The Fairfax Sun-Herald had a story to strike fear into the heart of both NRL and AFL administrations – players allegedly
building a war chest to mount a legal challenge to the salary cap rort with
some sympathetic barristers suggesting they have a very strong case. And so
they should too.

In the second decade of John Howard’s prime
ministership, the salary caps’ blatant restraint of trade in both codes is an
anachronism.

While it’s the mungos who might be leading
the charge, the Aussie Rules players should not be far behind with the red rag
of $780 million from Channels Seven and Ten stirring them on.

The distant view of the AFL players’ union from up north is that it
seems a little slow and timid – or is its management captured by the
administration? Whatever the case, human nature won’t let it last. The history
of professional sport suggests most of the money eventually finds its way to
the talent – the people who bring the eyeballs and therefore the dollars to the
game, who have relatively little time to make serious money in their short
careers and who are generally treated by administrations as disposable meat
packs anyway.

One should always be a little wary of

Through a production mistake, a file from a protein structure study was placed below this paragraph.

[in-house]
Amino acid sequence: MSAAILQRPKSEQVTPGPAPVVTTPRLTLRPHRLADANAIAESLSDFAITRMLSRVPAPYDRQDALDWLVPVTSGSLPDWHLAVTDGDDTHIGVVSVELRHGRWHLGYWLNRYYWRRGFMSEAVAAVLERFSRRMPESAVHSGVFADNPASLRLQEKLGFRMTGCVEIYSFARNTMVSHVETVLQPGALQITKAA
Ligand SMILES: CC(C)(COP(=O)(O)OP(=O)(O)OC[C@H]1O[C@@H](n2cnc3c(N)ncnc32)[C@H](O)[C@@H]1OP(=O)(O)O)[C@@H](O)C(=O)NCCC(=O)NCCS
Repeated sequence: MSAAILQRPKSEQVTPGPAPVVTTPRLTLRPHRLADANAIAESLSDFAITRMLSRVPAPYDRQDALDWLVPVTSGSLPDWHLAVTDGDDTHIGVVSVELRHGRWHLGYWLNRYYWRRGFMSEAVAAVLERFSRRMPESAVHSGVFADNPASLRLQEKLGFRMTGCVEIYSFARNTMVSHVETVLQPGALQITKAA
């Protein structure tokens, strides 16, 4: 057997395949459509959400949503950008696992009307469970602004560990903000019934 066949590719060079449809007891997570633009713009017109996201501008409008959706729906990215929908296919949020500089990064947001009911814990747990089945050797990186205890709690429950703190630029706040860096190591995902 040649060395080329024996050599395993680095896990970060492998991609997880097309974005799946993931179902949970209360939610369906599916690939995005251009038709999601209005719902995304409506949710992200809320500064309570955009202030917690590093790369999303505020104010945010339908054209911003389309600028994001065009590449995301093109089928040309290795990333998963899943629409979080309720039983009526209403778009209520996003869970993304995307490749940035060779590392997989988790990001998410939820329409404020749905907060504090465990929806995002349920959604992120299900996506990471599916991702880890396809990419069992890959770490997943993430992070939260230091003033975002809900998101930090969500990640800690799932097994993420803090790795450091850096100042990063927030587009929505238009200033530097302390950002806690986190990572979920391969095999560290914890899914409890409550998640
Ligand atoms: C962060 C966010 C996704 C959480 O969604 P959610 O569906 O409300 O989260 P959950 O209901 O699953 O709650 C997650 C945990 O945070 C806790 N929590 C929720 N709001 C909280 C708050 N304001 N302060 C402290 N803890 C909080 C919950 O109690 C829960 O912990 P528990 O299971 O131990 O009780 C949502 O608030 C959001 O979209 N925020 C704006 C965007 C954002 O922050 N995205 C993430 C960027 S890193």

sports money stories such as the Sun-Herald yarn – there’s generally a subtext
about the placement and spin – but taken at face value, the NRL could find
itself in trouble again just after the 2005 season signalled rugby league was
back on the front foot.

The Sun-Herald can reveal a fighting
fund has been established to challenge the legality of the salary cap if
players aren’t satisfied by a new Collective Bargaining Agreement to be struck
between the NRL and the association. A major showdown is on the cards because
the NRL is unlikely to meet the players’ demands for a cap increase.

There remains the air of threat rather than
a promise in Will Swanton’s exclusive, but it seems a decent sort of threat:

Players Association
president Simon Woolford was at pains to say legal action wasn’t the preferred
option of the RLPA, but admitted it was in the pipeline.

“The clubs and
players have been told we need money in the bank if things don’t go our way
with the CBA,” Canberra hooker
Woolford said. “If we don’t get certain things we’re after, we need money
in the bank to take action. We’ve been able to achieve that with record
memberships this year, so we’re ready to go.”

NRL chief executive
David Gallop said last night the game’s governing body would defend the
controversial salary cap in court.

“The mechanisms are
open to challenge but we would certainly defend the reasonableness of the cap
and seek to demonstrate the benefit that it has bought the game,” he said.
“We would be extremely disappointed if it came to that [court action].”

Yes, I’m sure Mr Gallop
and his News Ltd masters would indeed be disappointed – but a large number of AFL players would be
watching with great interest on the sidelines.

Peter Fray

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